I went to the fire department physical agility testing yesterday morning.  Out of over a hundred who took the written test, thirty-one were there for the physical part.  It’s not an easy test, folks.  Who wants to climb 75 feet straight up in the air on a truck ladder just to touch the top and come back down?  And that’s just the first skill.  It gets difficult after that.  Only eleven guys made it through under the required time limit.  Now they have to have a good showing in their interview with the chief.  Can’t wait to see which ones get hired.  One of the best parts of the day was lunch afterwards.  Mrs. Trish put together some cold cuts and chips, and guys from all three shifts stuck around for lunch together.  Quite the family, those guys.  I’m proud that they allow me to be a part of it.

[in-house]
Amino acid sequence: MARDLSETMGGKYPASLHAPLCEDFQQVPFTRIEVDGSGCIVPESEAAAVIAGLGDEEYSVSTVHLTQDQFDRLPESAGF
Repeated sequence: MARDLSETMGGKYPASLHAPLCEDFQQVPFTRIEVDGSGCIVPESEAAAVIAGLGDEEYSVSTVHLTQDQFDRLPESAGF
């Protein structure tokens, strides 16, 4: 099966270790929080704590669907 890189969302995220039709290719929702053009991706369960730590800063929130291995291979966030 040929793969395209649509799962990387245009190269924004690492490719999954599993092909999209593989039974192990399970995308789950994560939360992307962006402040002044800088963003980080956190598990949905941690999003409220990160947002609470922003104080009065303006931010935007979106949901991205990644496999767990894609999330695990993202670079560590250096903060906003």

After lunch I had time to make a quick trip to see Cailyn cheer a time or two before I had to change for my 1:00 meeting with a couple getting married next week.  As it turned out, I sure didn’t have to hurry.  They were almost two hours late.  They were coming in from Beaumont and got held up because of a wreck.  Then they got in the ferry lines behind hundreds of bikes.  There was a big race this weekend.  The meeting itself only took about fifteen minutes.  Meanwhile Chris left for the wedding of a young man who grew up at Seaside.  Cody was getting married in Port Bolivar, over the ferry, about the same time as the wedding I had to perform out on the West End of the Island in Sea Isle.